Judge Stoffer then replayed the crime video, and the group discussed eye witness identification.  They considered ways police look for common elements in eyewitnesses and their statements to help them decide if the witnesses are likely to be accurate.


Wayne County Court Magistrate KimBerly Hansen assisted in scheduling the event, setting up the equipment and providing the materials.


On May 4, 65 Wayne High School seniors visited the courthouse.  The group observed in-person arraignments (not via JABBER this time) and discussed the legal process and becoming a lawyer and/or judge with Judge Stoffer.


They then watched a "Brain Games" segment about divided attention.  In the video, a person who is very good at multitasking is put to a scientific test.  The test shows that talking on a cell phone (even with a hands-free device) when trying to concentrate on both driving and complex problems leads to driving similar to being under the influence of alcohol and testing .08.  Trying to text and drive compares to a .15 alcohol test.  They then discussed the dangers this exposes the driver and the public to and the laws that have been passed trying to protect drivers and the public.


The Bar Foundation is pleased to welcome Judge Stoffer as a Job Shadowing coordinator in Wayne.

Some Comments from Students' Evaluations

Which parts of the job were of interest to you?

"I liked the Sheriff because you get to look at different problems."
"Being the Judge because you get to use malet."
"I was interested in the attorney job and how they help people who are in court."
"The Lawyer...when I was here today I met two lawyers and it was so cool. I had so much fun!"
"Court Reporter - the machine that they type on."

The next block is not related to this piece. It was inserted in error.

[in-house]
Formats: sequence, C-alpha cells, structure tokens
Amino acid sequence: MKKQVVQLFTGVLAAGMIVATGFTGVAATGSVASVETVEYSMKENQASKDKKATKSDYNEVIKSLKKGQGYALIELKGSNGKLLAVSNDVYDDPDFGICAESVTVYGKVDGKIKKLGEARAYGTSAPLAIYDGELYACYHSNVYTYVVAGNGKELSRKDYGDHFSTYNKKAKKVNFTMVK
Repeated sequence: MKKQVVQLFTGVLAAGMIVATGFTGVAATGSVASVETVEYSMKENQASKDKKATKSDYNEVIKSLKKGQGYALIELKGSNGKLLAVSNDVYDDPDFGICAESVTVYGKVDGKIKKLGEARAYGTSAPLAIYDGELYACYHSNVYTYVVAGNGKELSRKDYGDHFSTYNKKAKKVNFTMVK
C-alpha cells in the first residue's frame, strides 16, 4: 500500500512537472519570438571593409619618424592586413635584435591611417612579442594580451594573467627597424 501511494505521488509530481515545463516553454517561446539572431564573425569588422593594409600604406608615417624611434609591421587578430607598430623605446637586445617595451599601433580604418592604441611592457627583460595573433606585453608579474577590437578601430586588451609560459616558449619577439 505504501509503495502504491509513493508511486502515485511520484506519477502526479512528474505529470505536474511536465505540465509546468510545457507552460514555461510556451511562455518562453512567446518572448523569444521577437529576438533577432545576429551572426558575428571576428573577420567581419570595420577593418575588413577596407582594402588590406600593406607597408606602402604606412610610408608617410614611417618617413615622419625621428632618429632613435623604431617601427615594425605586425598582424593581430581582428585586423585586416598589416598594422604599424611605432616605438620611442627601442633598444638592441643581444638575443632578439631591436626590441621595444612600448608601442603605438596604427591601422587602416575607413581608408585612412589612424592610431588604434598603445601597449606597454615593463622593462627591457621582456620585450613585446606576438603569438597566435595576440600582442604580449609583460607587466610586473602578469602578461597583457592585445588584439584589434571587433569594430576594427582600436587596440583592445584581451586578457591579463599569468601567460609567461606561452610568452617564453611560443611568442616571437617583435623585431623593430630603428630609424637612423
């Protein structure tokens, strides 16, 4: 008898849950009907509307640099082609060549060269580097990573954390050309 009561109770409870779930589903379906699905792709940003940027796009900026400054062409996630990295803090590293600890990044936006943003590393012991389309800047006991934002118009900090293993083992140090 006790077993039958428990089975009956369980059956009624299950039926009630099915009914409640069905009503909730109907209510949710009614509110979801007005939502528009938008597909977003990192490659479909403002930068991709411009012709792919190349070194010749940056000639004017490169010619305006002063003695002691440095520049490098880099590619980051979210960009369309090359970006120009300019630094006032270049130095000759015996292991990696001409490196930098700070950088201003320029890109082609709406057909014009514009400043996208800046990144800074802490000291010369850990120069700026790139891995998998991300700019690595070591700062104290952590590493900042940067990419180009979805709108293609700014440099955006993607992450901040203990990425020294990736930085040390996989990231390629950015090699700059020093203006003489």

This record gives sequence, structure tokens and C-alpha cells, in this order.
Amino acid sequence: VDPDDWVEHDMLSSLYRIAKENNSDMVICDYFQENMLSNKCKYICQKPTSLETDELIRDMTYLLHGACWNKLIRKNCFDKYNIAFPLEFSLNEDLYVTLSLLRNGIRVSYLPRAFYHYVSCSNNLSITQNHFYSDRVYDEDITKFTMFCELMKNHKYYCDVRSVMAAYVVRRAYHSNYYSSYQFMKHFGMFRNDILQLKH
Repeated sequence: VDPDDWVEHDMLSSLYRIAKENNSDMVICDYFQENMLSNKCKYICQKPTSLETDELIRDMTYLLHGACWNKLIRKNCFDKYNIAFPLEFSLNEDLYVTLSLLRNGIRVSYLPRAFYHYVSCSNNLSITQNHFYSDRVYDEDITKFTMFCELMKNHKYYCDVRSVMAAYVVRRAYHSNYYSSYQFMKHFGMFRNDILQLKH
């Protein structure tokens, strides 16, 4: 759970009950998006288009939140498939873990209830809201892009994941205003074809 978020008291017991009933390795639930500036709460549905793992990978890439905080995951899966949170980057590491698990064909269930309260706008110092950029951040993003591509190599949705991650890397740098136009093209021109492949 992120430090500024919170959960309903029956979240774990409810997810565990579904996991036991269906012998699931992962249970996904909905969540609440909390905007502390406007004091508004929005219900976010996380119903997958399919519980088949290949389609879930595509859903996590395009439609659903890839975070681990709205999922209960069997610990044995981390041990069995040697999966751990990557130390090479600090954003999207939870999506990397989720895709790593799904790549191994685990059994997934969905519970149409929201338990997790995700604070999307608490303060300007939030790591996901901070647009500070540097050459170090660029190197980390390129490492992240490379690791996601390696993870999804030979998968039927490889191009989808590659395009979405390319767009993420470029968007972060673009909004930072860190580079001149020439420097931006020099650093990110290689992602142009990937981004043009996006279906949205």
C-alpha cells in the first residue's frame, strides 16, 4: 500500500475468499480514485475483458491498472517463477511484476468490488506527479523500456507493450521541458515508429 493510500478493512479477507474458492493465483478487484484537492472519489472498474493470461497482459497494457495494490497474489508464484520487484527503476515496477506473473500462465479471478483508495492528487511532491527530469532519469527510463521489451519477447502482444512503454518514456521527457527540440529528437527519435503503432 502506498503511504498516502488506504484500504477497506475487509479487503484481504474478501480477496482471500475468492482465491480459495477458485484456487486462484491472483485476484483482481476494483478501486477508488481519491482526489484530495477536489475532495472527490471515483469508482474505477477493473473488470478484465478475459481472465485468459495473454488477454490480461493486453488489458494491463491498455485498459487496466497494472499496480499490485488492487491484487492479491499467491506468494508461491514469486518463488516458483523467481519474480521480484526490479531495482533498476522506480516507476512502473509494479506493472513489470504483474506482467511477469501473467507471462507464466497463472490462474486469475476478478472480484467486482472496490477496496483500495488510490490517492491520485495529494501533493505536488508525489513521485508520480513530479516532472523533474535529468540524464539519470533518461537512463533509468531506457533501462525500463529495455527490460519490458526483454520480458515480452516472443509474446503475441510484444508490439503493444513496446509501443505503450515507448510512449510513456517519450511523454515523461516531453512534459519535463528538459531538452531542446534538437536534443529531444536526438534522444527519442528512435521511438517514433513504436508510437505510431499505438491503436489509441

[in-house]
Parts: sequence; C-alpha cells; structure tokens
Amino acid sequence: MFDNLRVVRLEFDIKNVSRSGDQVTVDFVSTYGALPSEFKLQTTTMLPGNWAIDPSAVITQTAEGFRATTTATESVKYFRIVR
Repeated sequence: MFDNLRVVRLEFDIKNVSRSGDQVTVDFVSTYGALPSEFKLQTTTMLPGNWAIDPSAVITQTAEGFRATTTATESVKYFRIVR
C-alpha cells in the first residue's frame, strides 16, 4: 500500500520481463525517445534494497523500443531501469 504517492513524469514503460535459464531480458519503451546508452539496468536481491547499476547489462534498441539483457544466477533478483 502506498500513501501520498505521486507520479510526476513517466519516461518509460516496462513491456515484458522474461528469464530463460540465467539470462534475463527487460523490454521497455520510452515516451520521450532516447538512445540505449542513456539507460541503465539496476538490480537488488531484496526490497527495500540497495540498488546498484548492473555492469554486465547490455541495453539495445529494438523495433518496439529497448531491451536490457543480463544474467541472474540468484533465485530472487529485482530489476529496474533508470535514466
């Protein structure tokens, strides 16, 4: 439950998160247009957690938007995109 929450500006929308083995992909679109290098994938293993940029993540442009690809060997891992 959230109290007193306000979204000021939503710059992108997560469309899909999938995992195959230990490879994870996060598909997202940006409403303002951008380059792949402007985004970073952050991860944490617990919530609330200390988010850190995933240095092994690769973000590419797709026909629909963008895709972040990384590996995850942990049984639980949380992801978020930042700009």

What surprised you most about what you learned, heard, or observed?

"I was surprised when I was picked to be in the jury."
"When the boys (actors in the mock trial) got in a tangle the sheriff shad to call them out of the courtroom."
"The books that had all of the laws."
"When we were being talked to in Spanish by the judge and it didn't make any sense."
"That looking down for five seconds (when driving a car) can kill someone very easily."
"The K-9 dog and how he finds drugs."

What knowledge and skills are you learning in school that could be used in this type of job?

"Learning to follow the rules, learning to use the computer."
"In Social Studies we had a debate about the Federalists and the Antifederalists back when the United States just won independence."
"Speaking in front of the class."
"We pledge to be respectful, responsible, and safe."
Teacher Testimonials
  • "This program is very valuable...Very well organized & worthwhile!" 
  • "You did an awesome job as always!  Thank you so much for having us." 
  • "This is such a great experience for my students.  It shows real life application of our judicial system.  It also inspires my students to be open to careers in the fields that were shown.  We loved today!!" 
  • "It was a fun, informative day.  The kids enjoyed it!"
  • "I asked the class.  They loved everything!"
Law Day Job Shadowing Resources
Find These on the Bar Foundation Website

Members of the PEOPLE Committee's LRE Subcommittee have created video job shadowing orientations for both students and teachers.  These short videos as well as a vocabulary and information on courthouse technology, courtroom procedures, and jobs may be easily found online. 

Job Shadowing coordinators and classroom teachers are encouraged to review this information in advance for Law Day in order to make the interchange more meaningful on the day of the courthouse visit.

If you have questions about the Foundation's programs of Law-Related Education, please contact me at

1-800-773-5396 or 402-475-1042. 

Nebraska State Bar Foundation
635 S. 14th Street, Suite 120
Lincoln, Nebraska 68508
Nebraska State Bar Foundation